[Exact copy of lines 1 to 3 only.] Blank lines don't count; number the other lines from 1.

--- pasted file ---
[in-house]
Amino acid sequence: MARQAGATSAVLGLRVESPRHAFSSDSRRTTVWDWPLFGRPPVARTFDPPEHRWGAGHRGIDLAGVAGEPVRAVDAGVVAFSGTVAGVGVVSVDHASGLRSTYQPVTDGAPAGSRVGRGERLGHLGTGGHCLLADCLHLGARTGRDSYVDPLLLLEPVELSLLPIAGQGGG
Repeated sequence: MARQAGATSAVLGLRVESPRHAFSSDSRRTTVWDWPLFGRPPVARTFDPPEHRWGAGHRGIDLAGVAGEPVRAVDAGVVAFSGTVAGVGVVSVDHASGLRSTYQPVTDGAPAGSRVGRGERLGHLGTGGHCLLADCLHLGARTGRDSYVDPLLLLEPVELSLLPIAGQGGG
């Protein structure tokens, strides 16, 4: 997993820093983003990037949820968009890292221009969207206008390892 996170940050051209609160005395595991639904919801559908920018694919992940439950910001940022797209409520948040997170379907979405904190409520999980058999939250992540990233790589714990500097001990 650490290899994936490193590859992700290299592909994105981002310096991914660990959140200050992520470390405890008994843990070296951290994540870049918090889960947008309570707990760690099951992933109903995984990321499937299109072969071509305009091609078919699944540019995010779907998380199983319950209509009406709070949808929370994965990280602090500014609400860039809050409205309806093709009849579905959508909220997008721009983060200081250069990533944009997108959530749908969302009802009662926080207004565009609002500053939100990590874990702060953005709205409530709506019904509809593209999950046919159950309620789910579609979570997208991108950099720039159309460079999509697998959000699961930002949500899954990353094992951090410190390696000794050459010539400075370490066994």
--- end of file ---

[in-house]
Amino acid sequence: MARQAGATSAVLGLRVESPRHAFSSDSRRTTVWDWPLFGRPPVARTFDPPEHRWGAGHRGIDLAGVAGEPVRAVDAGVVAFSGTVAGVGVVSVDHASGLRSTYQPVTDGAPAGSRVGRGERLGHLGTGGHCLLADCLHLGARTGRDSYVDPLLLLEPVELSLLPIAGQGGG
Repeated sequence: MARQAGATSAVLGLRVESPRHAFSSDSRRTTVWDWPLFGRPPVARTFDPPEHRWGAGHRGIDLAGVAGEPVRAVDAGVVAFSGTVAGVGVVSVDHASGLRSTYQPVTDGAPAGSRVGRGERLGHLGTGGHCLLADCLHLGARTGRDSYVDPLLLLEPVELSLLPIAGQGGG